President Christina Paxson joined University of California–Berkeley Chancellor Nicholas Dirks and Davidson College President Carol Quillen for a conversation moderated by New York Times columnist David Brooks titled “Will the Humanities be Extinct by 2024?” The discussion was part of the annual Aspen Ideas Festival.
President Paxson also took part in a session titled “Our Future: The Best Thinking: the Transformative Power of Women and Girls.” Other participants include Monique Villa, CEO of the Thomson Reuters Foundation; Arianna Huffington, chair, president, and editor-in-chief of the Huffington Post Media Group and 2011 honorary degree recipient at Brown; Pamela Reeves, a U.S. District Court judge and 1988 Brown graduate; Jane Harman, former U.S. representative from California; Sally Blount, dean of the Kellogg School of Management; Lori Gottlieb, author of the controversial self-help book, Marry Him: The Case for Settling for Mr. Good Enough; Sherrilyn Ifill, president and director-counsel of the NAACP Legal Defense and Educational Fund Inc.; and Joanna Lipper, filmmaker, photographer, and author of the book Growing Up Fast.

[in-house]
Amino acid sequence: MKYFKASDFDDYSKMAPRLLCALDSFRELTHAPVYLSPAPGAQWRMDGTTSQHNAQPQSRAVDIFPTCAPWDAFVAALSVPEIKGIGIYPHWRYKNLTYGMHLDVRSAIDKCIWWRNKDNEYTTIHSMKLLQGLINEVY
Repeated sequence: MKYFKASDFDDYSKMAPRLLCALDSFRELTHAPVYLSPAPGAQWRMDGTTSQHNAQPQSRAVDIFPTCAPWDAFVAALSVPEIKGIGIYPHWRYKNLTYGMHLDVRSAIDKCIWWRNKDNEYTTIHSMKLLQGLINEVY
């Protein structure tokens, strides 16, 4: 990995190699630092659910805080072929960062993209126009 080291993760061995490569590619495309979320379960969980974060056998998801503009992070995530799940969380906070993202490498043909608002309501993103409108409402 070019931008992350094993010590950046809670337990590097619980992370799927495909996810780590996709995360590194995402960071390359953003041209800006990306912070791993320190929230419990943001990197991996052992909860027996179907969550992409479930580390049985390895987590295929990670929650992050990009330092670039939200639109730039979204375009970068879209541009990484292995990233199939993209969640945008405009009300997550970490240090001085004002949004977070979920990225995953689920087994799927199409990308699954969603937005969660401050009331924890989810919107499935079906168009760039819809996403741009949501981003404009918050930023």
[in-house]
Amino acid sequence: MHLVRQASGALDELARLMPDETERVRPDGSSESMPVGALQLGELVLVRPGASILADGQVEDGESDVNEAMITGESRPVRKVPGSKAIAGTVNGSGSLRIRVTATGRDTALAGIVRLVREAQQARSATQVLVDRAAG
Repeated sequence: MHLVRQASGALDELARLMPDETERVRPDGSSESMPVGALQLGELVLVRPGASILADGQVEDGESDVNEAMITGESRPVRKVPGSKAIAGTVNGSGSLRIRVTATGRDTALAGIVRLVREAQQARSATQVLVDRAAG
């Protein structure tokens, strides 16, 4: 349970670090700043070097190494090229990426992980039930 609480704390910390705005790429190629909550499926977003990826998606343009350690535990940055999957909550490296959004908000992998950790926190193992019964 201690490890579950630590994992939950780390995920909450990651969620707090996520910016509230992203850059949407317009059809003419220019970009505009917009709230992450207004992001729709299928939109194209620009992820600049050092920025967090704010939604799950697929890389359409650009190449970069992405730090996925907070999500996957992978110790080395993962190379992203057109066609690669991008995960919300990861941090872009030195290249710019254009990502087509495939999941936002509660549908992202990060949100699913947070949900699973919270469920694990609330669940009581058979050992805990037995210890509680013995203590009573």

President Paxson posited that ensuring access to secondary education for young women and girls around the world would improve the lives of individuals, families and communities. Shiza Shahid, CEO and co-founder of the Malala Fund, echoed the transformational value of this approach.
The Aspen Ideas Festival described that session this way: “From human rights to economic opportunity, bold and rigorous thinking about gender equality can lead us to a safer, more prosperous, and more just world. As we think about the next 10 years, how will the lives of women improve and prosper? What are the big ideas from women, and about women, that will help transform the next decade into one of real opportunity at home and abroad? Remarkable leaders across a variety of sectors will present their thoughts about ways to advance the cause of women and girls, and in so doing, advance the entire world.”